A starting pitcher who is removed cannot re-enter in either league, if he is removed from the game. It's rarely if ever done in Major League baseball, but if a pitcher is removed as a pitcher but placed in another position he can later return to the pitcher position.
Yes. Regardless of what the final score is, if the pitcher's team does not tie or take the lead after being removed he is credited with the loss.
A pitcher other than the pitcher who is pitching in the game that's being played.
depends on how fast its thrown. every pitcher has a different speed
If the game is being played with the Designated Hitter rule, he does not bat at all. If the game is not being played with the Designated Hitter rule and the new pitcher simply replaces the prior pitcher, the new one bats in same place in the batting order as the former pitcher. If the pitcher comes in on a double switch, the new one may bat in place of the former pitcher or of the other player being removed at the manager's discretion.
Yes. However, rules state a pitcher must pitch one complete at bat before being taken out of the game (unless the pitcher gets injured and cannot continue). So, as long as the batter being pitched to is not the first batter the pitcher is facing, the pitcher may be removed in the middle of the count.
On ESPN's major league telecast on August 15, 2007, Bob Feller was being interviewed, regarding the death of Hall of Famer Phil Rizutto, and he stated that he, Bob Feller, was the youngest pitcher ever to win a game, and the youngest pitcher to lose a game, at age 17.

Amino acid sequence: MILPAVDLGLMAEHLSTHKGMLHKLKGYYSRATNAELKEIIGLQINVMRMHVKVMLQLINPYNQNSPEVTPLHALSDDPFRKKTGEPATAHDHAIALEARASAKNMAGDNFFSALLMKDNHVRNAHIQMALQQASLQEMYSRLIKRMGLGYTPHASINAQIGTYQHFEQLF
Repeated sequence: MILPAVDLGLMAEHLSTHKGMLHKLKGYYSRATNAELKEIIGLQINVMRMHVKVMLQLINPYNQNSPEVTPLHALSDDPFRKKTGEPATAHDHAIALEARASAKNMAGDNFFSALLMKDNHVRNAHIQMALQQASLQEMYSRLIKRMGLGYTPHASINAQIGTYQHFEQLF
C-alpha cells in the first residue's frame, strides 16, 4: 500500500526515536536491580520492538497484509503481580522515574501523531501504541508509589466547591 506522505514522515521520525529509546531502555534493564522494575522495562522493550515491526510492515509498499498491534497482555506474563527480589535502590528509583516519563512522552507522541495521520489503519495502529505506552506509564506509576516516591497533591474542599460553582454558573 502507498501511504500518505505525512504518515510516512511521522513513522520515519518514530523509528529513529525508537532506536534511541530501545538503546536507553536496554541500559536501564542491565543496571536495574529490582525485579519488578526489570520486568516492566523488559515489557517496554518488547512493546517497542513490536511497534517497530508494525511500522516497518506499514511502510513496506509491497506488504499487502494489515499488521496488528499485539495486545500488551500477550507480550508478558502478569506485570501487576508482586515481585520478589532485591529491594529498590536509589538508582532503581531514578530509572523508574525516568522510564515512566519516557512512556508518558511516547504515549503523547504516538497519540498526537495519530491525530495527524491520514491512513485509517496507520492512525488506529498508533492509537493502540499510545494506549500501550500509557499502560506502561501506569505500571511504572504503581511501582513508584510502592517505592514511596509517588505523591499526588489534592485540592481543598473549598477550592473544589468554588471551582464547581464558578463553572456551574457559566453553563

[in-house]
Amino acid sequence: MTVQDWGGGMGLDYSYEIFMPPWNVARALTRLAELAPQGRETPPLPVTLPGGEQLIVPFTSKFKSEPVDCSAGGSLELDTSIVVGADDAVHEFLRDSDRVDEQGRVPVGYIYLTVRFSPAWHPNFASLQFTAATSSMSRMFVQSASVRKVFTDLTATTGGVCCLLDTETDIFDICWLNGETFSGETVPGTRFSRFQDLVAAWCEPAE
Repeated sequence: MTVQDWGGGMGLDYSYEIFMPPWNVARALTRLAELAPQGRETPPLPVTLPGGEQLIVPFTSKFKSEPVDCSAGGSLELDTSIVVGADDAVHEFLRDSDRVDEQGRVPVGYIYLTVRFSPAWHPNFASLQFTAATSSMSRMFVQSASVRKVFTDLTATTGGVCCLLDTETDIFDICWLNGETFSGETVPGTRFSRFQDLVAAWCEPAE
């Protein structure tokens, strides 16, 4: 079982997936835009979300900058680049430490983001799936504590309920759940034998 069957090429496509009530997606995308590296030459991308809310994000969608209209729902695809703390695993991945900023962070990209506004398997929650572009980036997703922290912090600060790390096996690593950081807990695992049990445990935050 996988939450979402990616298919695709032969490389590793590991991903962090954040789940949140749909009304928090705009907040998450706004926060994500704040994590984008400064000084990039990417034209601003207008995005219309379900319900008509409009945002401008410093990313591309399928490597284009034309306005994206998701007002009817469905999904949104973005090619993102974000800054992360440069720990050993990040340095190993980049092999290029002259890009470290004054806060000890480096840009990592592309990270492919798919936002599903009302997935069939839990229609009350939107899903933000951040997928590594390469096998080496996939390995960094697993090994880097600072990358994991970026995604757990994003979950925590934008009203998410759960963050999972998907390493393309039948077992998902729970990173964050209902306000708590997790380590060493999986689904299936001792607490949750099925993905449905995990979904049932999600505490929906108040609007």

In MLB, any player removed from a game is ineligible to return to that game. If a pitcher is moved from the pitching position to another position, he may at a later time be moved back into the pitching position.
It's five innings. The rule doesn't make much sense unless you understand the lingo, but here it is anyways. (a) The official scorer shall credit as the winning pitcher that pitcher whose team assumes a lead while such pitcher is in the game, or during the inning on offense in which such pitcher is removed from the game, and does not relinquish such lead, unless (1) such pitcher is a starting pitcher and Rule 10.17(b) applies; or (2) Rule 10.17(c) applies. Rule 10.17(a) Comment: Whenever the score is tied, the game becomes a new contest insofar as the winning pitcher is concerned. Once the opposing team assumes the lead, all pitchers who have pitched up to that point and have been replaced are excluded from being credited with the victory. If the pitcher against whose pitching the opposing team gained the lead continues to pitch until his team regains the lead, which it holds to the finish of the game, that pitcher shall be the winning pitcher. (b) If the pitcher whose team assumes a lead while such pitcher is in the game, or during the inning on offense in which such pitcher is removed from the game, and does not relinquish such lead, is a starting pitcher who has not completed (1) five innings of a game that lasts six or more innings on defense, or (2) four innings of a game that lasts five innings on defense, then the official scorer shall credit as the winning pitcher the relief pitcher, if there is only one relief pitcher, or the relief pitcher who, in the official scorer’s judgment was the most effective, if there is more than one relief pitcher.
They are not being removed! There are more now then ever before.
Catcher, pitcher, outfield, and first base are the only position a lefty will play at the major league level.